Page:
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Charles Calomiris reviews, in the Wall Street Journal, Phil Gramm’s, Bob Ekelund’s, and John Early’s new book, The Myth of American Inequality: How Government Biases Policy Debate. A slice:

The authors—a former chairman of the Senate banking committee, a professor of economics at Auburn University and a former economist at the Bureau for Labor Statistics—show that these beliefs are false. Average living standards have improved dramatically. Real income of the bottom quintile, the authors write, grew more than 681% from 1967 to 2017. The percentage of people living in poverty fell from 32% in 1947 to 15% in 1967 to only 1.1% in 2017. Opportunities created by economic growth, and government-sponsored social programs funded by that growth, produced broadly shared prosperity: 94% of households in 2017 would have been at least as well off as the top quintile in 1967. Bottom-quintile households enjoy the same living standards as middle-quintile households, and on a per capita basis the bottom quintile has a 3% higher income. Top-quintile households receive income equal to roughly four times the bottom (and only 2.2 times the lowest on a per capita basis), not the 16.7 proportion popularly reported.

What explains the disconnect between reality and belief? Government statistical reports exclude “noncash” sources of income, which excludes most transfers from social programs. Taxes (paid disproportionately by high earners) are also ignored in official calculations. Furthermore, even the government’s “cash” income numbers are reported in a way that understates improvements in real (inflation-adjusted) income over time because government inflation measures fail to use the appropriate chained price indexes or take account of new products and services.

Increased earned-income inequality is the natural consequence of redistributive policies: if one can enjoy median household consumption without earning any income, the incentive to work is substantially diminished. This largely explains the growing distance between earned and total income for poor households (transfers to those households have gone up dramatically). Ironically, it is the very success of redistribution in reducing poverty and inequality that has led mismeasurement to create the false perception of increasing inequality.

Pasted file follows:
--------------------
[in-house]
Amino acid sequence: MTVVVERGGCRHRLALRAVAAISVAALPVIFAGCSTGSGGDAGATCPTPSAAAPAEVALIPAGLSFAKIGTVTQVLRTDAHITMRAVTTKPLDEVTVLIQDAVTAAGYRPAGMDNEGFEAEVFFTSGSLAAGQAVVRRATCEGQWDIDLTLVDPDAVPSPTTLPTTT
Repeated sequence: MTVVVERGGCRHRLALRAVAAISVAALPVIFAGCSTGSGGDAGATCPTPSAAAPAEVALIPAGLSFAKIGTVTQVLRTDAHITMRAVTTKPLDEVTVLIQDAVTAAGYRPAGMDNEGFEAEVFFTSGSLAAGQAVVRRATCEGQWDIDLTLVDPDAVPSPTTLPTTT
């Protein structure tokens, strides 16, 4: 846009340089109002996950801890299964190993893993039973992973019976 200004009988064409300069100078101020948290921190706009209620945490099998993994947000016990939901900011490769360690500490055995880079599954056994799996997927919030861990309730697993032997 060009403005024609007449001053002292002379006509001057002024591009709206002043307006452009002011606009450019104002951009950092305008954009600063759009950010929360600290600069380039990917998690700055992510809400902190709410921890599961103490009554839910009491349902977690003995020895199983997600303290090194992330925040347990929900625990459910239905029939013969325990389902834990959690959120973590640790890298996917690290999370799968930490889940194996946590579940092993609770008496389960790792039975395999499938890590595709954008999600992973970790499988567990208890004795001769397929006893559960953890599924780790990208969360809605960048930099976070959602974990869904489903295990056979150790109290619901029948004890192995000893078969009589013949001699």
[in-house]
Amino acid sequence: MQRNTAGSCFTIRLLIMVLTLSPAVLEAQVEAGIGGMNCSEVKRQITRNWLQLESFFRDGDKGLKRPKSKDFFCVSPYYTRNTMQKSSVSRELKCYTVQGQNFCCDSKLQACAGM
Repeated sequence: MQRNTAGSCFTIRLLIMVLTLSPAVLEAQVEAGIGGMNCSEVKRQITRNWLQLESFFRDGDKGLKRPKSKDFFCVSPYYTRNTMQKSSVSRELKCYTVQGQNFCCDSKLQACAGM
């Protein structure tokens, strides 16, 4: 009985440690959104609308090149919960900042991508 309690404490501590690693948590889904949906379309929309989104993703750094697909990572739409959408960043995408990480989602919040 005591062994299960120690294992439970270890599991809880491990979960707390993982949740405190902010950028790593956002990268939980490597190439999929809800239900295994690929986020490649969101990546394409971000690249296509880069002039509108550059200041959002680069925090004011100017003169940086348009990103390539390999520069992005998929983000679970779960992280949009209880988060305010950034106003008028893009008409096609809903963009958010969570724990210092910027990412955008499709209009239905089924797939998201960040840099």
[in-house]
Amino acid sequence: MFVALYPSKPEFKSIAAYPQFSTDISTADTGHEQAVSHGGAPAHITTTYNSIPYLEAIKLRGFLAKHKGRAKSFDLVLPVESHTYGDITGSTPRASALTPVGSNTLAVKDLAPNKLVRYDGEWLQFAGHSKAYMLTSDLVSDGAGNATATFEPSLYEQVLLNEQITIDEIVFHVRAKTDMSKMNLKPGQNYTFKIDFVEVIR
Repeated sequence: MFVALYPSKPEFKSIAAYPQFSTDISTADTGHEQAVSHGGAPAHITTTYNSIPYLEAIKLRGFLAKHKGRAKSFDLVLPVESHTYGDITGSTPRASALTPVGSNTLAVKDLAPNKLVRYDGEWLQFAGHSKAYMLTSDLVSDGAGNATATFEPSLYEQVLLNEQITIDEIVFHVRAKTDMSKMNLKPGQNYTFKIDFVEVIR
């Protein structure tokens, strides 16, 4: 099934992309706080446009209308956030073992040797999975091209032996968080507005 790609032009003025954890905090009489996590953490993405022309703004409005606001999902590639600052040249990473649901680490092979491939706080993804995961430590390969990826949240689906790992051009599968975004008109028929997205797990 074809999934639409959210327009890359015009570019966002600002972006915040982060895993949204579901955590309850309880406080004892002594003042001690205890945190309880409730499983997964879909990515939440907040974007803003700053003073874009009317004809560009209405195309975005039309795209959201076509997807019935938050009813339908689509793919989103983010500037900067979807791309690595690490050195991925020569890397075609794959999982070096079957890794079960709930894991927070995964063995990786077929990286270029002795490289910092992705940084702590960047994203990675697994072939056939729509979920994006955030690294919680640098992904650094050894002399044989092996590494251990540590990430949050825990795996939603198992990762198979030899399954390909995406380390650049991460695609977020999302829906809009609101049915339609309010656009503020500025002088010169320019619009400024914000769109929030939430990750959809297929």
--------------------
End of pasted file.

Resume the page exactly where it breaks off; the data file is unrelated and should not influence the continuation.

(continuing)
Also recommending the Gramm, Ekelund, & Early book is David Lewis Schaefer. Two slices:

In their chapter on the “Super-Rich” (the top 0.1 percent of earners), the authors note that even this group derive a substantial part of their income from work, rather than coupon-clipping; that “almost two-thirds” had come from poor to upper-middle-class families; and that “wealthy investors who accumulate wealth but do not consume it (like the fictional Ebenezer Scrooge, or the real Warren Buffett) are public benefactors, not robbers, since “their wealth is creating jobs” and thereby “promoting the general prosperity.”


Owing to its reliance on statistics rather than sweeping political claims or literary allusions, one cannot expect this book to enjoy the readership and influence of Piketty’s Capital in the Twentieth Century (it doesn’t draw “evidence” from Balzac’s novels, predict the imminent downfall of capitalism, or demand a worldwide taxing authority). Nonetheless, it would be a boon for America if reading it were required of every high school and college teacher of history and the social sciences as part of job certification.

David Henderson and Charlie Hooper rightly criticize Stanford University’s recent “Elimination of Harmful Language Initiative.” Here’s their conclusion:

People have rightly derided Stanford for the EOHLI document. In doing so, we should criticize the document for the right reasons: those who constructed the EOHLI have ignored or violated the principles for clear thinking that Stanford has developed and championed over the years. Ironically, it should be Stanford itself that helps less-enlightened organizations master the techniques of clear thinking that were at least partly developed at that great university.

Richard McKenzie reveals “the ‘unseen effects’ of California’s new minimum-wage law.”

Randy Holcombe observes that the U.S. government steals from its creditors – that is, inflates away part of its debt obligations.

Scott Lincicome and Ilana Blumsack recommend deregulation to empower workers.

Fraser Myers is correct: “We are paying a heavy price for our elites’ green fantasies.”

David Zweig reports on “how Twitter rigged the covid debate.” Two slices:

I had always thought a primary job of the press was to be skeptical of power—especially the power of the government. But during the Covid-19 pandemic, I and so many others found that the legacy media had shown itself to largely operate as a messaging platform for our public health institutions. Those institutions operated in near total lockstep, in part by purging internal dissidents and discrediting outside experts.


In my review of internal files, I found numerous instances of tweets about vaccines and pandemic policies labeled as “misleading” or taken down entirely, sometimes triggering account suspensions, simply because they veered from CDC guidance or differed from establishment views.

Jay Bhattacharya talks with Wesley Smith.